Auckland designer Steve Thompson was his own client when he designed the Thompson 590, although he conducted extensive market research in Australia and the United States before drawing the lines on his CAD programme.
His aim was to design a boat for intermediate sailors which would introduce the thrill factor without too much of the fright factor – in other words, gennakers made easy.
The boat Thompson envisaged would represent the next step up from a Laser, with three or four crew, although two crew could manage the boat as long as they had the necessary body weight. He was aiming for a production build boat, retailing at around US$20,000. The length was already determined, 5.9m, to fit into a ship’s cargo container for export.
Surprisingly, Thompson’s quizzing of other sailors saw him talked out of a jib, on the basis that it could be intimidating for first time crew. All they would have to do during a tack was move from side to side, the reasoning went, rather than worry about “Let that rope go, now pull hard on the other one”. Being jibless also allowed Thompson to achieve greater simplicity on the T590 but it robbed him of horsepower, and since he wanted to keep the mainsail a manageable size, it was even more important that the hull be fast.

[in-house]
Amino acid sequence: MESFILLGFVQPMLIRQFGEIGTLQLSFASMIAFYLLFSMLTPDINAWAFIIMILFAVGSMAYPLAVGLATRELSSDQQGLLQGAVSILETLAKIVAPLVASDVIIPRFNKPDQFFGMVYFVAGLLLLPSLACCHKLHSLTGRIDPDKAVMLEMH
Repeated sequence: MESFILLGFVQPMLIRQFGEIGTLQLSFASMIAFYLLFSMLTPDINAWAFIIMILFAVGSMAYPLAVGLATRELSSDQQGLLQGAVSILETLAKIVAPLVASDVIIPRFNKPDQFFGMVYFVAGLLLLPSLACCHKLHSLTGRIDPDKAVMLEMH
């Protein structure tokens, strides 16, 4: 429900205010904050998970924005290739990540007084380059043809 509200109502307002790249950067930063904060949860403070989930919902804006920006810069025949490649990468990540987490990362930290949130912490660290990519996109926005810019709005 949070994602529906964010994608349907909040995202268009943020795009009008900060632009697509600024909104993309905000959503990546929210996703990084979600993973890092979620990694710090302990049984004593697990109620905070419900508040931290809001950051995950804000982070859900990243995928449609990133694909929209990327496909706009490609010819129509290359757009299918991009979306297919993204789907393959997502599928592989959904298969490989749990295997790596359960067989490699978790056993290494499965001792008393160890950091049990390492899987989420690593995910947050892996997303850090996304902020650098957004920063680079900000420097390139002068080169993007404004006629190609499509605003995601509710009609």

“The whole concept of the boat is that it doesn’t have form stability,” he says. “It creates stability by going through the water so it’s fine in the bow to go through the chop.” Form stability is gained through the shape of the hull and although the boat does flatten out in the aft sections, it is much less so than a boat designed for downwind speed. The designer opted not to favour one point of sailing over the other and while flat sections aft tend to suit downwind running, they compromise a boat’s ability on the wind.